That truth the apostles and the early New Testament church did not understand in all its fullness. As the prophets before them, the church of the new dispensation searched their own writings to understand the mind of the Spirit of Christ which spake by them. We must not so conceive of it, as if in the days of the apostles the whole of doctrine contained in the Scriptures was clearly understood in all its parts but then fell into darkness and ignorance. Such was not the case. The church indeed possessed the truth concerning Christ in its deepest essence, believed and appropriated it. By the apostles the foundation of the church was laid upon the cornerstone which is Jesus Christ. But that truth, under the leading and guiding impulse of the Spirit of Christ, had to be developed. Every age of the church has stood upon the shoulders of those who have gone before. Every generation builds upon the heritage of the truth which its forefathers were led to find in that Word of God. The early church set forth the great truths of the Trinity and of the person and natures of Christ. Upon that foundation was built the truth of sin and grace, and of God’s sovereign predestinating purpose by such church fathers as Augustine. In the Middle Ages the truth of the atonement was clearly developed by Anselm, the doctrine of the church by Wycliffe? Luther developed the truth of justification by faith. Calvin, the greatest of the reformers, systematized and enriched the truth in the light of the principle of the sovereignty of God. Upon the foundation of Calvin our forefathers at Dordt laid the foundations of Reformed doctrine and church government. We as Protestant Reformed people, have built upon that heritage of the truth.
Behind all the history of doctrine and its development stands the providence of God, leading and guiding His church into all the truth, ever and again driving His people to His Word to discover its riches and to discern ever more clearly the wonder of grace in Jesus Christ and the glory of our God.
That history has not always followed a straight path; there are twists and turns in it. The history of doctrine is the history of a sinful people whose sins and weaknesses have also marred their understanding of the Word of God. The church has often taken wrong turnings. The wisdom of men and the philosophy of the world has always stood alongside that development, tempting the church to depart from the straight path into error and heresy. In the providence of God wicked men have also arisen in the church, carnal men and false prophets who have sought to subvert the church and to mar the purity of her doctrine. This too was under the Lord’s hand, that by these means the church might be driven to defend the truth, to develop it over against the lie. The calling of the church in every age is to contend for the faith once delivered to the saints.
That calling is also our calling as the church of Jesus Christ. God has given us a rich heritage of the truth of His Word. That truth we are called to know and defend. We must teach it to our children, instructing them in that heritage that it might be committed unto the generations that follow us. It we are to be faithful to fulfill that calling, we must know our Reformed heritage, not only its doctrine, but also its history and development. That history is rich and varied, intimately bound to the struggle to maintain the truth over against the lie. That struggle we are called to carry on. That truth we also are called to develop and enrich as His people. We have not arrived. Our knowledge and understanding of the truth is greater than that of our fathers, but we have not yet attained unto perfect knowledge. We are confronted by new errors which arise in the church with which we must battle, errors which are not always new in themselves but are often old heresies, warmed over for a new age and presented in a new guise.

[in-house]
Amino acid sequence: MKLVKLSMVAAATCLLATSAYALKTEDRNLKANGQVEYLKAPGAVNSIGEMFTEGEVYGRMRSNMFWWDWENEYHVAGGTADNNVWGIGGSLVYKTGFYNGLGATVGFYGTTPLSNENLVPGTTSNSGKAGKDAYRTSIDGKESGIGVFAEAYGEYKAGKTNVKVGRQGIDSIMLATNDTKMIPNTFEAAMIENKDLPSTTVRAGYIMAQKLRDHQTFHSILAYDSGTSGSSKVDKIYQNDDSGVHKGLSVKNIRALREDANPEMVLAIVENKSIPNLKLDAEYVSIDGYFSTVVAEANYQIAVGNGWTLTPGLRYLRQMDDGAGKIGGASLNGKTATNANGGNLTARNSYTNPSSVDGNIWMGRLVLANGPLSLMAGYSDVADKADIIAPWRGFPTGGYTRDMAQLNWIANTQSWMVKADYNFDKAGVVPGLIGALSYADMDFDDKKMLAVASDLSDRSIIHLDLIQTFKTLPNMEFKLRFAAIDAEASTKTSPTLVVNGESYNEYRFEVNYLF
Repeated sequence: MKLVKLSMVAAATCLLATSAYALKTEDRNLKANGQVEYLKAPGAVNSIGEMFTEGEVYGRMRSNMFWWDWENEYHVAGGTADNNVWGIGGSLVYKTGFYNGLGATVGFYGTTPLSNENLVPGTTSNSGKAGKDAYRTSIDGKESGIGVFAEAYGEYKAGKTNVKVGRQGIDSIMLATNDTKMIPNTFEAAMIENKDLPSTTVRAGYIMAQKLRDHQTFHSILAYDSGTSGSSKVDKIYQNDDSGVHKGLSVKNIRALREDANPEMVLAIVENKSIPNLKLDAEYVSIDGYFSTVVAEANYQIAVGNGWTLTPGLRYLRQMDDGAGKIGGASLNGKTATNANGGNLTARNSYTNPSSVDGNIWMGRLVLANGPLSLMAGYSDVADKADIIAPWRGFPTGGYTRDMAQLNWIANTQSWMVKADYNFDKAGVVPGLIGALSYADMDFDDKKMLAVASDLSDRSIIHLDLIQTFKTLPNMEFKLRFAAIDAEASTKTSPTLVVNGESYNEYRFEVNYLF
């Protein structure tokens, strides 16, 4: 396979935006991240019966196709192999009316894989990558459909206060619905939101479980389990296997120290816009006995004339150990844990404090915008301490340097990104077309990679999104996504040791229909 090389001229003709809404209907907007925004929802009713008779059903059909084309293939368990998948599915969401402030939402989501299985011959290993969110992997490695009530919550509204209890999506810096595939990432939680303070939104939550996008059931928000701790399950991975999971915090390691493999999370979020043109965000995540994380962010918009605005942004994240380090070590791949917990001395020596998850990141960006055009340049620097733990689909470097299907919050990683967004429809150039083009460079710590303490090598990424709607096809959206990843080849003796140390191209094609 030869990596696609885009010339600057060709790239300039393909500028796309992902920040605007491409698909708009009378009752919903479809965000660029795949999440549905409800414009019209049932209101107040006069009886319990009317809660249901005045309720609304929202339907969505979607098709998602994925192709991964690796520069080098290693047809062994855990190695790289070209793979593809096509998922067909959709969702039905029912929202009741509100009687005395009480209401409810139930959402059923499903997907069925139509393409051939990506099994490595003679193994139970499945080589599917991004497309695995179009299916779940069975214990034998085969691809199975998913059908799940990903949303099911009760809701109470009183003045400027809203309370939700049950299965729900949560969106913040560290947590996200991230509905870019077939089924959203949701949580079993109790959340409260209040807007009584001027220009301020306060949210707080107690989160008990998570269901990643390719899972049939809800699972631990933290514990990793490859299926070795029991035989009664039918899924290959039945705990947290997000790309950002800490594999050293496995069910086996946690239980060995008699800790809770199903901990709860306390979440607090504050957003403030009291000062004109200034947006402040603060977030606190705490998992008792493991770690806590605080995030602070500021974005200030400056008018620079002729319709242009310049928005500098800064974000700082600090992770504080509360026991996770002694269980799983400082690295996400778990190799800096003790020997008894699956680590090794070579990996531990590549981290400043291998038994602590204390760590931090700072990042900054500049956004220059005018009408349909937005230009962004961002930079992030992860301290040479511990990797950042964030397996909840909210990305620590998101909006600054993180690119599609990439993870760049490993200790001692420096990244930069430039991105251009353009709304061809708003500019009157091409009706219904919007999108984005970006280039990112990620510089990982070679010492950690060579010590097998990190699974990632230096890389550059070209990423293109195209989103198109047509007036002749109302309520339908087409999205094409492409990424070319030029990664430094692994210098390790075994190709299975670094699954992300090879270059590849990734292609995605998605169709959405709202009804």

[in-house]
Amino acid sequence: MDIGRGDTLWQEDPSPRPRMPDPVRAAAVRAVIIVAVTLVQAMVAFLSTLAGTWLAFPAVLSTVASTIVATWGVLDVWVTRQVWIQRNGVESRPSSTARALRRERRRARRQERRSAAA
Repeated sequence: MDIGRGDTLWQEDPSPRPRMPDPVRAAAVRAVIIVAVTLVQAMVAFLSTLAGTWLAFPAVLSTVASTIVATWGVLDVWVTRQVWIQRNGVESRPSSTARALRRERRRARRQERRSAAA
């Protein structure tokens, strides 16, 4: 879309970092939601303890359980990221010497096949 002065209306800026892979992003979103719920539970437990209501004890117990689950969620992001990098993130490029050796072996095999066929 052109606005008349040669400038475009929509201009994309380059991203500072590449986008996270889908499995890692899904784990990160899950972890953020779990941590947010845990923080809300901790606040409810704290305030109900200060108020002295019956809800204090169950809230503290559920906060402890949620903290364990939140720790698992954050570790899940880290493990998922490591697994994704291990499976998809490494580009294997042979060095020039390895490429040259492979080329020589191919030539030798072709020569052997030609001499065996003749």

If we are to fulfill our calling, therefore, we must know and understand our heritage of the truth in its historical development. We must know also the history of the lie and the attacks upon that truth, the errors which the church in the past has made, that by so doing, we may discern the truth from the lie in the times in which God has placed us. To that end the study of the history of doctrine is a necessity for the church of the present. We are to see the leading of the Spirit of Christ in His church of the past, to know the men which He has used to develop that truth which is our heritage, that we might give thanks unto God also for His work in the church of the past. We must also take warning from the errors of the church in the past and her struggle for the truth, that we do not become complacent or indifferent. Rather we labor with the Word in the consciousness that the Spirit of Christ yet leads us into all truth.
Such a purpose and calling transcends the limits of one column in the Standard Bearer. It is the calling of the church, as a living organism in the midst of the world, to maintain, defend, and develop the truth in the life of the body of Christ. It is the purpose of this department, however, to sketch the history and development of doctrine in the church of the past, to trace the doctrines which we have received from our forefathers in their development. These sketches will not be exhaustive, for the history of the church is itself the history of the struggle for the truth of the Word of God. It is hoped that they will enrich our appreciation of the heritage of the truth which God has given us.